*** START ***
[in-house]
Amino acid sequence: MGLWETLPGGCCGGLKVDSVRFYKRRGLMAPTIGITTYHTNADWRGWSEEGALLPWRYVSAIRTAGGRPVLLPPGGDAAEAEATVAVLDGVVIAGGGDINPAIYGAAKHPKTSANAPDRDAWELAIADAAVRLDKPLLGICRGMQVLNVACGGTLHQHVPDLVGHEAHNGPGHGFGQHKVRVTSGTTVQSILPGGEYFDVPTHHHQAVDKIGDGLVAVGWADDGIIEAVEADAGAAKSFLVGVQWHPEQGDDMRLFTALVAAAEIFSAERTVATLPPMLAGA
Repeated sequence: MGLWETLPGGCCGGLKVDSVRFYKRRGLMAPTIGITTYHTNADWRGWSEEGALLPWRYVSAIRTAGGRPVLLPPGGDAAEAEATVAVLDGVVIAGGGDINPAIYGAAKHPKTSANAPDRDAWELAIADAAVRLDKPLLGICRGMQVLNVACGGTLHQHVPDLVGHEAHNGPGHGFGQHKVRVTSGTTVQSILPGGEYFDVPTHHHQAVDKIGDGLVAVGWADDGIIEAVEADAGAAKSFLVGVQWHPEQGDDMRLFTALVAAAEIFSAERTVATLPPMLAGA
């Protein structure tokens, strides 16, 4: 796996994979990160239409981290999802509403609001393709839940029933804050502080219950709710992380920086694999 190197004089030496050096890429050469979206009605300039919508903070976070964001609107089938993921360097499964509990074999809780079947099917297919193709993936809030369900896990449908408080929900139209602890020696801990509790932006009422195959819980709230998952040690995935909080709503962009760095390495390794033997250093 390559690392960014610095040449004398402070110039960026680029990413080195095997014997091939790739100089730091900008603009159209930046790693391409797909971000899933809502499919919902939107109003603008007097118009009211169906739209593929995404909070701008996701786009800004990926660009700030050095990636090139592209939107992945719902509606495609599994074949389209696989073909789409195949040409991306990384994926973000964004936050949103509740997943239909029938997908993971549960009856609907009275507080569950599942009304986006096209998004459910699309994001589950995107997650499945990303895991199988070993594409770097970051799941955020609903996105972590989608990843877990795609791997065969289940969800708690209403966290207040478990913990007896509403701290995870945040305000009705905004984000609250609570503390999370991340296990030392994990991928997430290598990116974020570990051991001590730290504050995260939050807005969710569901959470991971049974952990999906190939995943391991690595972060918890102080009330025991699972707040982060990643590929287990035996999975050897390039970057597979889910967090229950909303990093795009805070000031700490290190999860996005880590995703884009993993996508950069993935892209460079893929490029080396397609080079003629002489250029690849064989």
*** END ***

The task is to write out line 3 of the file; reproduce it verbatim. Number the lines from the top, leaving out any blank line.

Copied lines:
Repeated sequence: MGLWETLPGGCCGGLKVDSVRFYKRRGLMAPTIGITTYHTNADWRGWSEEGALLPWRYVSAIRTAGGRPVLLPPGGDAAEAEATVAVLDGVVIAGGGDINPAIYGAAKHPKTSANAPDRDAWELAIADAAVRLDKPLLGICRGMQVLNVACGGTLHQHVPDLVGHEAHNGPGHGFGQHKVRVTSGTTVQSILPGGEYFDVPTHHHQAVDKIGDGLVAVGWADDGIIEAVEADAGAAKSFLVGVQWHPEQGDDMRLFTALVAAAEIFSAERTVATLPPMLAGA